The family of Peter Greste, who has been released by Egyptian authorities after 400 days in prison, have said the award-winning Al Jazeera journalist's relief at being free is marred by the continued imprisonment of his colleagues.
Baher Mohamed, a producer, and the channel's Cairo bureau chief Mohamed Fahmy, who were working on the same stories as Peter, are still in jail and on Monday started their 401st day behind bars.
Greste's brother Andrew said on Monday that Greste was still worried about the fate of his colleagues.
"Straight up he's not going to forget his two other colleagues. There's no doubt that his excitement is tempered and and restrained and will be restrained until those guys are free," Andrew said at a news conference in Brisbane.
"He won't give up until Baher and Mohamed are out of there," he added: "We are thinking of Baher, Mohamed and their families."
Australian Foreign Minister Julie Bishop said on Sunday that Greste had arrived in Cyprus and was "desperate" to return to his native Australia.
Bishop said that Greste had been released "unconditionally".
Greste was accompanied by another brother, Mike, and was reported to be in good health.
Since he was arrested, Greste's parents Lois and Juris have travelled back and forth between Cairo and Australia, campaigning for his release.
At the start of Monday's press conference, Lois Greste said: "It's a day that I thought would never come."
Greste's release followed a chorus of worldwide condemnation over the detention of the three journalists.
"There is still a sense of unreality about it all, much like the day 400-odd back when we received the call one night that Peter's in an Egytpian prison. To me it is yet to quite sink in," Juris Greste said.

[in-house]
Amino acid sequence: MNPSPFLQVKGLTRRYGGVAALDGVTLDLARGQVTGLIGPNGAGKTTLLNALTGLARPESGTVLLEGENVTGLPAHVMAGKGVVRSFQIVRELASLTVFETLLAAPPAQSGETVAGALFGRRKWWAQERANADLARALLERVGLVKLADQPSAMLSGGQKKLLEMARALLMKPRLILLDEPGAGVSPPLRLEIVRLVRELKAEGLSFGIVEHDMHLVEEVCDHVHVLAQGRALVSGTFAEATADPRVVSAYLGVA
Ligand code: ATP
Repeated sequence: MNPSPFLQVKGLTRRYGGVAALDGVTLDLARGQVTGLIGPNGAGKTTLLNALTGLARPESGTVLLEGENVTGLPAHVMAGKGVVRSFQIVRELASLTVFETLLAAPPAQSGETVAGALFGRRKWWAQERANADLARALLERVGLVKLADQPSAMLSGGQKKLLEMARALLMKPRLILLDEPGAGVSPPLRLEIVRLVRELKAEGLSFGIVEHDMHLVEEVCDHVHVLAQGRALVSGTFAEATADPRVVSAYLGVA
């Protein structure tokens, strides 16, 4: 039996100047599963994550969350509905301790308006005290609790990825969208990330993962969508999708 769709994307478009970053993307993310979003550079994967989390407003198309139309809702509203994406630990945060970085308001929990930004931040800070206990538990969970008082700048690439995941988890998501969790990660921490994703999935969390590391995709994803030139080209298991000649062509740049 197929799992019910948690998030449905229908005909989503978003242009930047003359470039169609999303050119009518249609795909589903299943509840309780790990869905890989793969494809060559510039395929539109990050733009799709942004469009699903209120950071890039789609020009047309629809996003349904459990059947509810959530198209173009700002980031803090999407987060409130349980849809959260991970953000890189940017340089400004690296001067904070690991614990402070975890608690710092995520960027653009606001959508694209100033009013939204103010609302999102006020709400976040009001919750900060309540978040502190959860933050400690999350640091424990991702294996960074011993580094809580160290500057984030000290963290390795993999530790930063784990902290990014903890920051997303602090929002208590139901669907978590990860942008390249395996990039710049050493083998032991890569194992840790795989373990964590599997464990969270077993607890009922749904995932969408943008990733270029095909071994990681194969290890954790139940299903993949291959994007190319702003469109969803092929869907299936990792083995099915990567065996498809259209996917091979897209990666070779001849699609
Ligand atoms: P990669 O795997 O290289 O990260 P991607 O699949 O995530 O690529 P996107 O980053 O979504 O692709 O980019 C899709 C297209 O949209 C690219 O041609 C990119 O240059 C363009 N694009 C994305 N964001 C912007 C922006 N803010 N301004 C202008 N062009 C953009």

Al Jazeera Media Network welcomed the move but demanded the release of Greste's colleagues.
'Good news, but not enough'
In a statement, the Al Jazeera Media Network network said the campaign to free its journalists in Egypt would not end until they were released.
It said that all three have to be exonerated, and the convictions against its other journalists tried in absentia also have to be lifted.
Mostefa Souag, acting director general of the network, said: "We're pleased for Peter and his family that they are to be reunited. It has been an incredible and unjustifiable ordeal for them, and they have coped with incredible dignity.
"Peter's integrity is not just intact, but has been further enhanced by the fortitude and sacrifice he has shown for his profession of informing the public.
"We will not rest until Baher and Mohamed also regain their freedom. The Egyptian authorities have it in their power to finish this properly today, and that is exactly what they must do."
Al Anstey, the managing director of Al Jazeera English, said he was relieved Greste had been freed and was on his way home, but that there was still a need to free Fahmy and Mohamed.
"We've got to focus that Baher and Mohamed are still behind bars, and several of their colleagues that were sentenced to 10 years in absentia are still sentenced today," he said.
Greste, Fahmy and Mohamed had been falsely accused of colluding with the outlawed Muslim Brotherhood.
After their conviction last June, the men were sentenced to between 7 and 10 years in jail.
On January 1, Egypt's Court of Cassation overturned the sentences and ordered a retrial, but no date has yet been set.
Source: Al Jazeera